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  • A Companion to Classical Receptions
  • Robert Davis
A Companion to Classical Receptions. Edited by Lorna Hardwick and Christopher Stray. Blackwell Companions to the Ancient World. Malden, MA: Blackwell Publishing, 2008; pp. xviii + 538. $179.95 cloth.

Until recently, anglophone engagement with Greek and Roman literature has been dominated by the study of the classical tradition. Positivist in nature, this subfield of classics has been largely occupied with divining a continual classical influence and legacy throughout later periods. In the past decade, classical reception studies, invigorated by reception theory, cultural studies, and increasing interdisciplinary scholarship, has emerged as a new, rapidly expanding field, one that often takes theatre as its subject (see, for example, Hall and Macintosh’s landmark Greek Tragedy and the British Theatre, 1660–1914). Defining “reception” as “the ways in which Greek and Roman material has been transmitted, translated, excerpted, interpreted, rewritten, re-imaged and represented” (1), editors Lorna Hardwick and Christopher Stray present a collection that not only locates the presence of antiquity in subsequent periods, but places it within historical and theoretical contexts.

This volume, with nine sections and thirty-five chapters, offers the most extensive survey to date of the field’s current activity. The book covers what the editors hope is a “cheerfully and creatively anarchic” (2) collection of subjects, ranging from Alexander Pope’s Iliad to Star Trek. Most contributions are geographically focused on Western Europe, with notable exceptions of receptions in Egypt, South Africa, Persia, and Israel. Grouped by theme, the chapters in each section offer an eclectic mixture of topics and periods.

The first part, “Reception within Antiquity and Beyond,” sheds light on the extent to which the ancients were already debating the shape of their own past. “The Ancient Reception of Homer” by Barbara Graziosi takes a fresh look at the prolific, and often contradictory, ways that classical authors interpreted Homeric epic. Chris Emlyn-Jones’s “Poets on Socrates’ Stage: Plato’s Reception of Dramatic Art” is particularly valuable for engaging ancient dramatic theory. He reads Plato’s dismissal of performance in the Republic alongside other dialogues, such as the Ion and Symposium, as well as against the dialogic form itself. Rather than depicting Plato as a virulently antitheatrical voice, the philosopher emerges as a nuanced thinker on public entertainment.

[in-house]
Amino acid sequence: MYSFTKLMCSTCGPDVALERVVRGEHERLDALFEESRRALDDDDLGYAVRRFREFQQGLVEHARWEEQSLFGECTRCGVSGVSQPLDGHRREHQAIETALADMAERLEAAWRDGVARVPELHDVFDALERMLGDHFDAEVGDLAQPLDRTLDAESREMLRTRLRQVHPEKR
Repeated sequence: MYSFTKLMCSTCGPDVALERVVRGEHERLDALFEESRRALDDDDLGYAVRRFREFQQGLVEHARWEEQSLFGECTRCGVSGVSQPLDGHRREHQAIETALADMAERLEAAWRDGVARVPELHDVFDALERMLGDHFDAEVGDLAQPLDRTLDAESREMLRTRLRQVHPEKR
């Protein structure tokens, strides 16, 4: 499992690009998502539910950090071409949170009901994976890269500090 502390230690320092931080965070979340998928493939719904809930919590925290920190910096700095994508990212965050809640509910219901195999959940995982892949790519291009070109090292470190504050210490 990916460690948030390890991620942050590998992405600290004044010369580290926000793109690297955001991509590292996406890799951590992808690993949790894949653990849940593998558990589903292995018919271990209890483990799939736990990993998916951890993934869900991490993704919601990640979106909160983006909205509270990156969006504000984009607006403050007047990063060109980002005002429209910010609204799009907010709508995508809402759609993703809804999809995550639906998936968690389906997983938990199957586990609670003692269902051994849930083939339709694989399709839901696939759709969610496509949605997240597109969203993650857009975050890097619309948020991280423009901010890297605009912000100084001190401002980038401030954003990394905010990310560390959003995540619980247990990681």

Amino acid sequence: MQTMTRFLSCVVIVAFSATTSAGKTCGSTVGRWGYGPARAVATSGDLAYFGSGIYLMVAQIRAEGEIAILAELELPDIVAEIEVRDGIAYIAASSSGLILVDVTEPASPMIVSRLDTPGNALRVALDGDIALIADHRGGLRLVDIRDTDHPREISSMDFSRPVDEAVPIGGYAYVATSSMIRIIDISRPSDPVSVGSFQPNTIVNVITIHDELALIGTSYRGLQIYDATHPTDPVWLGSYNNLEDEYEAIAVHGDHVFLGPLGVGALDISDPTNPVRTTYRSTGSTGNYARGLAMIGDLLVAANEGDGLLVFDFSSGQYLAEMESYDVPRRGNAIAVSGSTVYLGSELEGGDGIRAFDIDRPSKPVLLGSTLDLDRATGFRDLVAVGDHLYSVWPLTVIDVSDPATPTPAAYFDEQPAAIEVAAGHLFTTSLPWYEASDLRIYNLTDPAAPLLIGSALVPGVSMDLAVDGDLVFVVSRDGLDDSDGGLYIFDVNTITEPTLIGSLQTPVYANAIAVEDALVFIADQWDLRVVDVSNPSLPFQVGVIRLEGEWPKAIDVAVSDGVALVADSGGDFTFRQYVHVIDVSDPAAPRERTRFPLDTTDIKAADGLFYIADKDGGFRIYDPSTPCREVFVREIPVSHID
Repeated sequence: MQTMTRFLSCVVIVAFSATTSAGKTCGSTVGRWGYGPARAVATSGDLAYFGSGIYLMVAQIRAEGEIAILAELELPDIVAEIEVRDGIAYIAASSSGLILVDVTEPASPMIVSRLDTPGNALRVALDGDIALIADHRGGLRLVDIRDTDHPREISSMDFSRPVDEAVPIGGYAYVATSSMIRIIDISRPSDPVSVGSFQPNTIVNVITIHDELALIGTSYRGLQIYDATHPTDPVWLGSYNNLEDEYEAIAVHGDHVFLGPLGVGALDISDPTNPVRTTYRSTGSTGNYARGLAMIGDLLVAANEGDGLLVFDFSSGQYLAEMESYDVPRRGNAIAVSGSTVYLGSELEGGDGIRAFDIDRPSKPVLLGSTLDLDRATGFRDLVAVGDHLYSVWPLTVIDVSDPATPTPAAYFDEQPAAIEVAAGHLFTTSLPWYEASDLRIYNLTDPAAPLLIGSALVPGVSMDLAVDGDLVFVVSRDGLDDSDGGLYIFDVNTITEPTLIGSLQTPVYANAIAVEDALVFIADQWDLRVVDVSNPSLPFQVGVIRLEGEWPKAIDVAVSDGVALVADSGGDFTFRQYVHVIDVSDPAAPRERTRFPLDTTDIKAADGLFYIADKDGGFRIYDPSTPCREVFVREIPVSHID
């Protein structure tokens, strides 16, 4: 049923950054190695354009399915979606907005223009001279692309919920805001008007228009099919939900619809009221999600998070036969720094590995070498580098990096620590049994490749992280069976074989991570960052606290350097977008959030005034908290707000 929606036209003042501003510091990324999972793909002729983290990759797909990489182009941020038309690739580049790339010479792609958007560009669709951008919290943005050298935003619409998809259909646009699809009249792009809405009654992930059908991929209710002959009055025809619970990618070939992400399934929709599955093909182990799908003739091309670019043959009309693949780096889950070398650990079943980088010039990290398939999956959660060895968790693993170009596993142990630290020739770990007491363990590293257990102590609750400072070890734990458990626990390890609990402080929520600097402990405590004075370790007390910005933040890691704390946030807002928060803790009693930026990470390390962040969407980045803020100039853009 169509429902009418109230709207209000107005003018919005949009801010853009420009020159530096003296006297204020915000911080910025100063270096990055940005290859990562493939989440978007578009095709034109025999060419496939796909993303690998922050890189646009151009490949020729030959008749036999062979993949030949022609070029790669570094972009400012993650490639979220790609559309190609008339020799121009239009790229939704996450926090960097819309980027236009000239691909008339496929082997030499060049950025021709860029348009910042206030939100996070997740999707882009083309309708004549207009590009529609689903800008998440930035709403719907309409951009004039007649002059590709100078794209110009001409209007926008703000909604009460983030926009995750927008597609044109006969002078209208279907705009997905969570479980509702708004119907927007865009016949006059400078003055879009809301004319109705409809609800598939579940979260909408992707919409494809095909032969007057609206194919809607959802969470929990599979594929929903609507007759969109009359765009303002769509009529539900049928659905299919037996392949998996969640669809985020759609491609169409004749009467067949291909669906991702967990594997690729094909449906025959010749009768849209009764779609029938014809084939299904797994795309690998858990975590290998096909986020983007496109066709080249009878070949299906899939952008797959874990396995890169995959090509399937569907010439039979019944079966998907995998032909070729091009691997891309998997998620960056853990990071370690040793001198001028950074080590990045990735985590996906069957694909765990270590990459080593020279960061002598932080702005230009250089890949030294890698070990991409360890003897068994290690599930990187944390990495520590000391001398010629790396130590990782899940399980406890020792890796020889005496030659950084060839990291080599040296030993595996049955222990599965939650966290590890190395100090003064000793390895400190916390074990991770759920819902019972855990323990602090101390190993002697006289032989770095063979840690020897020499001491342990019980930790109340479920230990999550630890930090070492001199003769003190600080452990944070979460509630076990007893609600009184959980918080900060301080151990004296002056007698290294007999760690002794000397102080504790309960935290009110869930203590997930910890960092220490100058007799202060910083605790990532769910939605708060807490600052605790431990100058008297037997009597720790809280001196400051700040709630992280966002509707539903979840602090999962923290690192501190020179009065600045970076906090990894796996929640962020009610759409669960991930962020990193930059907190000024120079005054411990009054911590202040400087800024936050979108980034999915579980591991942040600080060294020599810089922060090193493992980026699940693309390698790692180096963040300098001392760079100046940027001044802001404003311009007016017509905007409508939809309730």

Part 2, “Transmission, Acculturation and Critique,” takes the reader into modern history, focusing on the role of classics in forming educational and public policy. Especially interesting here to any study of the postclassical Greek presence is Seth Schein’s consideration of the implications of canon formation, “’Our Debt to Greece and Rome’: Canon, Class and Ideology.” Throughout the book, unexpected connections emerge, urging the reader to skip between the sections. Schein, for example, can, and should, be read with later essays such as Pantelis Michelakis’s historiographic “Performance Reception: Canonization and Periodization” and Edith Hall’s “Putting the Class into Classical Reception,” which offer a methodology for negotiating contemporary scholarship with the concerns of a historically elite field.

Since so few audiences experience classical texts in their original languages, translation is a necessary component of the reception process. This topic has attracted a lot of attention lately, and the four chapters in part 3 do justice to the complexities of debates in translation and enumerate common issues in the theoretical and practical aspects of grappling with texts that have such long histories of translation and commentary. By contrast, part 4, “Theory and Practice,” is diffuse. Its four articles, split between overviews and case studies, offer fragmentary glimpses of an area that deserves more attention.

The longest section, “The Performing Arts,” brings together essays on methodology, production, and dramaturgy in theatrical and operatic adaptations [End Page 662] of classical plays. Fiona Macintosh’s “Performance Histories” establishes key research issues that are well complemented by the two contemporary case studies of a post-dramatic Oresteia in Italy and an Aristophanes in Jerusalem, respectively. Taking a different approach to the subject, Angeliki Varakis’s essay, “’Body and Mask’ in Performances of Classical Drama on the Modern Stage,” provides a succinct discussion of the ancient mask. Grounding her analysis in ancient concepts of ritual, identity, collectivity, and physicality, Varakis’s contribution provides...


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